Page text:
Board of Supervisors may act on resolution tonight; opponents seeking delay of vote

Prince William County, VA - The Prince William County Human Rights Commission has released a report highly critical of an anti-immigrant resolution passed by the County’s Board of Supervisors in July. The Commission’s report, which was sent to the Board of Supervisors last week, was prepared after the Commission received written statements or took oral testimony from a variety of human rights advocates, including the ACLU of Virginia.

“Unlike the Board of Supervisors, the Human Rights Commission actually listened to what experts and minority groups had to say,” said ACLU of Virginia Executive Director Kent Willis. “The Commission concluded that the resolution undermines relations with the Latino community, that it will be impossible to implement in a non-discriminatory way, that it will not be effective, and that it will likely plunge the County into a lengthy and expensive legal battle.”

Resolution #07-609 requires police to inquire about the immigration status of any person they detain if there is probable cause to believe the person is in violation of federal immigration law. It also permits county personnel to check a person's immigration status to determine eligibility for federal, state, or local benefits. The chief of police, who criticized the resolution prior to passage, later submitted a proposal for implementation with a $14 million price tag.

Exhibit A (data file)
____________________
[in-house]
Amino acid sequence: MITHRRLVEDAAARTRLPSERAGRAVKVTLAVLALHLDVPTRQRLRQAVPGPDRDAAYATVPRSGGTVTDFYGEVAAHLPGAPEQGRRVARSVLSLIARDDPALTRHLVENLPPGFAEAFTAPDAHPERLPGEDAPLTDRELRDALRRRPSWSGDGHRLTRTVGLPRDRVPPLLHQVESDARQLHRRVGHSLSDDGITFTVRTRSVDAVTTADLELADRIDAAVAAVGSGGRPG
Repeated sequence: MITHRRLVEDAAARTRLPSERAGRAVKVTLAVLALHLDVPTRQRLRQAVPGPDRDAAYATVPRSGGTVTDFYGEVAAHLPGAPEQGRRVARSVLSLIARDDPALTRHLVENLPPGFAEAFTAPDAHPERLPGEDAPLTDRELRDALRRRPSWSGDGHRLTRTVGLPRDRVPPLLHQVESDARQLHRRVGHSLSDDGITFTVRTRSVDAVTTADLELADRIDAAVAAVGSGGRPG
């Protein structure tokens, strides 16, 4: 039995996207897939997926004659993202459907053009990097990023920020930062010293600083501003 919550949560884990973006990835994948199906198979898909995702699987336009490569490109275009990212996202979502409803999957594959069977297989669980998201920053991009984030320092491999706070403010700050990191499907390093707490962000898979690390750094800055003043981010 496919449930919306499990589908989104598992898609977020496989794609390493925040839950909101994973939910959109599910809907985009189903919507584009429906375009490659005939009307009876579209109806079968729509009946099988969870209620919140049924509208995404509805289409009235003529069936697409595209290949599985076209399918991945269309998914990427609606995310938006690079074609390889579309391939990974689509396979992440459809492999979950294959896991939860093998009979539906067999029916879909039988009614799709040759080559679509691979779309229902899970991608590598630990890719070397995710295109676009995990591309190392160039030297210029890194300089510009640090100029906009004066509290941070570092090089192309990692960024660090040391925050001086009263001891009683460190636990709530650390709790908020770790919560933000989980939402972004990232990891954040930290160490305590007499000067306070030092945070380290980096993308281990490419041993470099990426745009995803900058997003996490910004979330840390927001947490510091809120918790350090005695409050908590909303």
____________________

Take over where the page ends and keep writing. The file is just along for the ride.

The Prince William Board of Supervisors is scheduled to meet tonight. It could vote on proposals to implement the resolution or delay action pending further study.

Quotes from the Human Right Commission report follow:

The fall-out from the immigration ordinance debate has had a detrimental effect on legal immigrants and native-born Americans alike and has created a climate of fear and mistrust. (p. 8)
The Human Rights Commission has concluded that it will be virtually impossible to implement this legislation in a non-discriminatory manner unless every resident of Prince William County is required to prove his or her legal residency at all county service points… (p. 9)
…[T]his legislation will be challenged legally, opening the county to protracted court battles and mounting costs, all at taxpayer expense. (p. 10)
Implementation of this ordinance will do little or nothing to relieve the longer term, underlying problems of assimilation. (p. 11)

Click here for a copy of the ACLU’s letter to the Prince William County Human Rights Commission.  The Commission’s report can be found on the County government’s website at

Contact: Kent Willis, (office) 804/644-8022